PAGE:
Addison sat on the bench beside him and rested her head against his arm while she waited for her sister to sort the bait. Avery loved to have everything in order and had insisted they bring several choices of bait for the fishes. Whatever was left would be dumped overboard when they were finished. Avery hated the idea of eating what they caught and would somehow manage to let her fish escape every time.
“Daddy,” Addison asked, “Don’t you have a house here? Your family didn’t stay on a boat when they came, did they?”
Colton looked through the binoculars. Through the palms, he could see the red-tiled shingles of the family cabin. “Yes, but it’s not ready for us.” He’d not asked that it be prepared for them yet, either.
“Why can’t we stay at the hotel, then?” Addison asked.
“I’d like to stay on the boat for a while longer, you won’t mind, will you girls?”
They gave each other a disgruntled frown, but then slowly shook their heads. He knew they were being kind. They got tired of being on the ship for long stretches of time and were always thrilled when he set port somewhere where they could stay in one of his hotels.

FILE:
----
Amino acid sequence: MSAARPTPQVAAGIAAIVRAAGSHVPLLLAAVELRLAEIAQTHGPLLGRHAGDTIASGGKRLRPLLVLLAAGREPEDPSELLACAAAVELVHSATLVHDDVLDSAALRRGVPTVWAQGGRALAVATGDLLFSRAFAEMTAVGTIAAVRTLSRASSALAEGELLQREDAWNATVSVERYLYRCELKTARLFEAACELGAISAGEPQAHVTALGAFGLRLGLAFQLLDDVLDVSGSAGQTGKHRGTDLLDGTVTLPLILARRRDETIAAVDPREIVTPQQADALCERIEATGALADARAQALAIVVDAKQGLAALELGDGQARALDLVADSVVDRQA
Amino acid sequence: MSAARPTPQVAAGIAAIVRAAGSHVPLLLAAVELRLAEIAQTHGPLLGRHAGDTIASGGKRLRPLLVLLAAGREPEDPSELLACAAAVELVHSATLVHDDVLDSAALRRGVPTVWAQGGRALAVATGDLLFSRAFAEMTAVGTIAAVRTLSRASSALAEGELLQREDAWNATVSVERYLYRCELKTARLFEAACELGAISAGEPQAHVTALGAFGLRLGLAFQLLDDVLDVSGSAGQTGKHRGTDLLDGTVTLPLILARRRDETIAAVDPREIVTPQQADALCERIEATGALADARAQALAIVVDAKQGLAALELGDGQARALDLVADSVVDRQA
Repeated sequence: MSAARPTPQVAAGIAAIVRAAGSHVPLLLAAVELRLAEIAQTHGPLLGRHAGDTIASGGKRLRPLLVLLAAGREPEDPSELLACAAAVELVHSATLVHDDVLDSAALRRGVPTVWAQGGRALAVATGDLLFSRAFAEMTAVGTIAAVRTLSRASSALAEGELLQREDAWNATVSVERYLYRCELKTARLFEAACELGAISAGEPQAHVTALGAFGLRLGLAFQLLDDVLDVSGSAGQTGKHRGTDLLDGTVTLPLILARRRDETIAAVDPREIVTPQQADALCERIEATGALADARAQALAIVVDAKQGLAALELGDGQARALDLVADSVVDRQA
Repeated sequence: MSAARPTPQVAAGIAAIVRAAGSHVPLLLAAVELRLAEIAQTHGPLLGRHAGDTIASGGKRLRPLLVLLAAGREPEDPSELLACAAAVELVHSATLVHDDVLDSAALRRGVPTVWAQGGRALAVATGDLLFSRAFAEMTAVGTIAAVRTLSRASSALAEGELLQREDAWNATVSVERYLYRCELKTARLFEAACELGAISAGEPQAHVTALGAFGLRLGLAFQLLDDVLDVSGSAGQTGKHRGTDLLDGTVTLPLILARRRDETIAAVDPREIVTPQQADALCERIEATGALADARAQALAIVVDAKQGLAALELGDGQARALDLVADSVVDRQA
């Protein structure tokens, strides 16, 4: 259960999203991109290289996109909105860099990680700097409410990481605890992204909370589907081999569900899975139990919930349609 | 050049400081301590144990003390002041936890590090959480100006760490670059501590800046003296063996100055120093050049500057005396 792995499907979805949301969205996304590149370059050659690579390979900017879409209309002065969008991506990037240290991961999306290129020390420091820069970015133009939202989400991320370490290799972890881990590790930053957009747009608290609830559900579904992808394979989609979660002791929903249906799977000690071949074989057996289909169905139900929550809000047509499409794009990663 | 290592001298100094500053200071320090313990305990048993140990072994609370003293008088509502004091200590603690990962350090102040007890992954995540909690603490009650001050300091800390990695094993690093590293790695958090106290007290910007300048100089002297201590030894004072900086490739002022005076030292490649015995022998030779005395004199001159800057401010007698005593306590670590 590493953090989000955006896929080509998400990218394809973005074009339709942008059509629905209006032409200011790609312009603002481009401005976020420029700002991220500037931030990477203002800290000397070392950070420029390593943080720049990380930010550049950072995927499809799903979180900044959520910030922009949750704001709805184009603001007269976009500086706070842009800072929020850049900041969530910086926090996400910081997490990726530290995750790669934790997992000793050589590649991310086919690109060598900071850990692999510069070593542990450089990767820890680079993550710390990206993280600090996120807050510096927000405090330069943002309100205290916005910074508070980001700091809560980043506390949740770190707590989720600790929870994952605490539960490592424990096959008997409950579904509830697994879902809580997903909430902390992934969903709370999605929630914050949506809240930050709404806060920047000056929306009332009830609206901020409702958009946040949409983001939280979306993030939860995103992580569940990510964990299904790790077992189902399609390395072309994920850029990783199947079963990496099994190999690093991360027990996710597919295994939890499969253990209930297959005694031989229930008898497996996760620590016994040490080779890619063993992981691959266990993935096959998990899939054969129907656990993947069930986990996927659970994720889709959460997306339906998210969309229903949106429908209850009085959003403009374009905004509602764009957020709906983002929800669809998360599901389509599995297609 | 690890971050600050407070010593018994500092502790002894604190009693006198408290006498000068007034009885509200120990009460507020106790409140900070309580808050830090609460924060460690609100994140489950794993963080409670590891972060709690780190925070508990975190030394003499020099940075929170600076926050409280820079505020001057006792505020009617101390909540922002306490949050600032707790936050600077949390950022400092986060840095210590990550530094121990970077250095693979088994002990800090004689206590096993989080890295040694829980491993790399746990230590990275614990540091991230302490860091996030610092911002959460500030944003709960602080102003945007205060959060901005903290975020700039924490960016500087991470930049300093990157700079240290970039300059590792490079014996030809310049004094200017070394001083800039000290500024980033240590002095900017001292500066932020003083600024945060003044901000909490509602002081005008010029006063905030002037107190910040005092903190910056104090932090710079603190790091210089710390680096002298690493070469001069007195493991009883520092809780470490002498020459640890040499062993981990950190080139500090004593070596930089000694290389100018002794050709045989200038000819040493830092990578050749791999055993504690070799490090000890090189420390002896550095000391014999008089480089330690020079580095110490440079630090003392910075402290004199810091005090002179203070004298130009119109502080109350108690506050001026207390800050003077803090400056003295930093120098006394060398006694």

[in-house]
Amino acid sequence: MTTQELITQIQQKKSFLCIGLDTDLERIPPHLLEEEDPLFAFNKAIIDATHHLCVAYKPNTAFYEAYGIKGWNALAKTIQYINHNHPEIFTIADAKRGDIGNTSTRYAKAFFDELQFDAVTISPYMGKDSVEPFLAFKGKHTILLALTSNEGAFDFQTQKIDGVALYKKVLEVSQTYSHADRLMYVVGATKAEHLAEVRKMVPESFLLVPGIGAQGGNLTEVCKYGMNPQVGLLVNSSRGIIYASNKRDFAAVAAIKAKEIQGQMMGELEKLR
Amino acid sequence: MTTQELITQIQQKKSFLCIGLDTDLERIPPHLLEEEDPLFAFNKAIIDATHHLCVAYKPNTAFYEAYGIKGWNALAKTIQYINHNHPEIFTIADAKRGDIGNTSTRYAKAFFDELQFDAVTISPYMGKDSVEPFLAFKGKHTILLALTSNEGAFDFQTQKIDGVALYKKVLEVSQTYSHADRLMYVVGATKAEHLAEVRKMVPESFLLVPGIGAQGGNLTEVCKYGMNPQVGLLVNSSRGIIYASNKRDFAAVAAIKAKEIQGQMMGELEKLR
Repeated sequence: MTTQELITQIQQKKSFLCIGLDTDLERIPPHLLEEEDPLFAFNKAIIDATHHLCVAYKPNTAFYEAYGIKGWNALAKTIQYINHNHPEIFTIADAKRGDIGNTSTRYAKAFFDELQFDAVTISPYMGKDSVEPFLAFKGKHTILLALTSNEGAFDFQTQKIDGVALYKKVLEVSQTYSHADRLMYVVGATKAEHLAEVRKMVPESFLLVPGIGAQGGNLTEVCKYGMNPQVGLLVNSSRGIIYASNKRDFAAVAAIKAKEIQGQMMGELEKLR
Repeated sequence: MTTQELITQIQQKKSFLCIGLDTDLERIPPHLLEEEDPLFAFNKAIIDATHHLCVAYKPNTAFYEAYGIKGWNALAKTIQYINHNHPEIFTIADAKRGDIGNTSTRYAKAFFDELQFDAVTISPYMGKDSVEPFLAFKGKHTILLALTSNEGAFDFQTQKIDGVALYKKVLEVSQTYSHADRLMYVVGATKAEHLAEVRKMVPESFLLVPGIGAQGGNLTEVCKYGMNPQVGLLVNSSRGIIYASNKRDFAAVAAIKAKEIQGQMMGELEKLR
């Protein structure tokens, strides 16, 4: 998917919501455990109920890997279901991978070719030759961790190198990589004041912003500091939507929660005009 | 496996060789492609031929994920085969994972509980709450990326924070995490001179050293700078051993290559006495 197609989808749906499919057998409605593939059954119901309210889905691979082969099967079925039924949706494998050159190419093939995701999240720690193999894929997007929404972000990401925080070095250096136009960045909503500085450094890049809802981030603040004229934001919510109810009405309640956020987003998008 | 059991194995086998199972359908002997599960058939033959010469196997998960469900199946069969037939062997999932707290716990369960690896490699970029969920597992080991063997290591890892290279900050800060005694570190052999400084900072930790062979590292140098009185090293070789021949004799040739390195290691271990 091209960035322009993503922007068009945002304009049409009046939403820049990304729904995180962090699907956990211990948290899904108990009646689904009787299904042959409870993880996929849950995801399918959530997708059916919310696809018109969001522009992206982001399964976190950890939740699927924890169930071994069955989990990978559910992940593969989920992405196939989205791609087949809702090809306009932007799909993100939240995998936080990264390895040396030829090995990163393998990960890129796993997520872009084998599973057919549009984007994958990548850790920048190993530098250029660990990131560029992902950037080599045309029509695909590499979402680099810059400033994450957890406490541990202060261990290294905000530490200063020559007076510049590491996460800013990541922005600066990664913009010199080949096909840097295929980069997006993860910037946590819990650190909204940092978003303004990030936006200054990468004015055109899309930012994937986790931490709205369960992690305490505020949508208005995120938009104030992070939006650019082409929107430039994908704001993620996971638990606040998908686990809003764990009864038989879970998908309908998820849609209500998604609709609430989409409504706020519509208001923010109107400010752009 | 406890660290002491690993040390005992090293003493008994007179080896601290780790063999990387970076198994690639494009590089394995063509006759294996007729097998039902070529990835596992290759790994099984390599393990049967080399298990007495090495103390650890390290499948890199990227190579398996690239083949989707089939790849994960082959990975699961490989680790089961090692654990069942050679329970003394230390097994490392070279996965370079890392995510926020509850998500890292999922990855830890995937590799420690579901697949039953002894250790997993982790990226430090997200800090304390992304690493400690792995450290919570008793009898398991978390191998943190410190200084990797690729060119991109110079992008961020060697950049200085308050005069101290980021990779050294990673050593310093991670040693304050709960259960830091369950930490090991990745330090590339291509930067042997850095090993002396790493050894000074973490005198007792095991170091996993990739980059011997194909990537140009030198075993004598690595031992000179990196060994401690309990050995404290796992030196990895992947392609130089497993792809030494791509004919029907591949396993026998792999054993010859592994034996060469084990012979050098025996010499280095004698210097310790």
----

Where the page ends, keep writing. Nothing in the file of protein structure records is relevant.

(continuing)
The hotels had come from Ally’s family. He’d taken them over when she passed away from that flu. It had all happened so suddenly.
Colton shook his head, not wanting to travel down that direction. He set aside the binoculars and focused his attention on baiting Addison’s hook, not that he had much hope of them catching anything here.
“Listen, girls, there’s something else I want to talk to you about.”
First Avery, then Addison cast their lines and found a place under the canopy to sit and wait. Both looked at him expectantly.
“I don’t wish to let anyone know I’m here. Not yet. So, if you hear me introducing us as the Woods, would you please go along with it?”